I love reminiscing with the old timers of Pagosa.
I recently wrote about the Girls of Pagosa, now I want to salute the women who left even bigger shoes to fill. In the ’70s and ’80s there were few licensed builders and with no money the women worked alongside their men hammering, sawing, painting and building. The women of Pagosa raised children with a lot of heart, not afraid to work and with guts to stand in a man’s world.
The school needed a bus driver for the Lower Blanco. I thought I could do it, how hard could it be, just picking up and delivering children? Wrong. In January of 1979 with four feet of snow on the ground, worst winter in history, I became a bus driver. I left home in the dark at 6 a.m. every morning. It was so cold I couldn’t get the door open to my own frozen vehicle. I drove to the bus shed to warm up the bus. I didn’t last long as a bus driver but apparently long enough to give a few people a laugh or two.
Recently I met a lady who grew up in Pagosa. Her dad was the head of the bus shed for the Pagosa School District. She reminded me of something I had forgotten. This is one of those things I would like to forget.
This is how the conversation went, “My dad knows you.”
“You were that crazy lady that stuck the school bus several times. He had to come and dig you out.”
“Oh, those were hard days,” I told her. “I remember when I had to put chains on the bus. I thought I was going to die. It was so cold my fingers stuck to the metal. There were a couple of sixteen-year-old boys on the bus and I said, “Get out and help me.’”
They looked at me and said, “We don’t know how. We don’t have to.”
“Get out here anyway. You’re too big to sit there watching a lady put on chains.” We got the chains on the bus. Today I am sure a lawsuit would be in the making. But then, it was growing boys to be men and girls to be ladies.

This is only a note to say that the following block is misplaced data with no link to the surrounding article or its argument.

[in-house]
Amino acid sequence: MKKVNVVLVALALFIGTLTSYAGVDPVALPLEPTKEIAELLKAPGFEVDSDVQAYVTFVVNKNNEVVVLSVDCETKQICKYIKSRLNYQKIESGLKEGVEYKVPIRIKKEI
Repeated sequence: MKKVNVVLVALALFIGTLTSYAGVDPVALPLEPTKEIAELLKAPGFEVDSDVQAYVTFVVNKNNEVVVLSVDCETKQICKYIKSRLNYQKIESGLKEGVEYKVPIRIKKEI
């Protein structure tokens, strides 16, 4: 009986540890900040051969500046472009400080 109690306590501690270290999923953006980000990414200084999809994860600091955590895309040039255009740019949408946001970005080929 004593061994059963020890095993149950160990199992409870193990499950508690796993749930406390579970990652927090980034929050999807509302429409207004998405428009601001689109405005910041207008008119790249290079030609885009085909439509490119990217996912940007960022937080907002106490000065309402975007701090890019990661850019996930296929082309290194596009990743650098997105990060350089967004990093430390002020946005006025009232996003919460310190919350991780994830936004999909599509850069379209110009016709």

I talked to Jane Stewart who owned a business in downtown Pagosa in the late ’70s when it wasn’t popular for women to be in business. She taught many of Pagosa’s youth how to work, including three of our children. I’ve thanked her many times for putting good work ethics into our children. She tells about the time when Judge Hyde was holding court. The jurors had parked in front of her establishment during lunch. She walked into the courtroom, stopped the court and told Judge Hyde to have the jurors move their cars. He did and they did. It took guts, which she had and has.
I remember seeing Mrs. Ross (Troy and Cody’s mom) every week at the laundromat washing the team’s football uniforms after practices and games. She was getting them ready for the next game.
And who could forget Mrs. Helen Ash on the front row singing her heart out, “I’ll Fly Away.” Also, there was Mrs. Lucille Rackham, grinning from ear to ear, with a skillet frying up Rocky Mountain Oysters.
There was Evelyn Davidson with seven children, several adopted. She was the best mom in the world. Gilbert tells of the time when he and the boys went out hunting; they came back with nothing, but while they were gone, Evelyn shot a big bull elk off their front porch. When he got home, she told him to go out and skin it.
How many of you bought milk from Mrs. Fay Brown? Our family bought four gallons every week in big glass bottles for a dollar a bottle. We raised healthy kids on farm milk. Today, the health department would step in. No telling how many cows Mrs. Brown milked everyday.
I remember seeing Mrs. Ruby Sisson driving her green 1955 Chevrolet down the dirt road coming in from the Upper Blanco every morning. She was on her way to school to teach the youth of Pagosa. She was one tough little lady.
My daughter reminded me of the Gallegos girls and women who went on cattle drives every year.
I wish I could mention all the Pagosa women’s names; their faith, their hearts and the legacy they left behind. They have written their lives on the hearts of the children and people of Pagosa. They were moms, teachers, bus drivers, church goers, business owners and farmers who showed up every day.
These women and others have left some big shoes to fill. With the same heart and grit, the girls of Pagosa are showing up every day living their stories and hopefully one day someone will show up and write their stories.
Final brushstroke: Who can find a virtuous woman, her worth is more than rubies. My salute goes out to the women and girls of Pagosa.
If you remember some of those days, send your stories to firstname.lastname@example.org You can read other articles on my Blog. http://bettyslade.blogspot.com. I also have provided free mini-art lessons at http://bettysladeartistworkshop.blogspot.com.
“At times our own light goes out and is rekindled by a spark from another person. Each of us has cause to think with deep gratitude of those who have lighted the flame within us.” — Albert Schweitzer.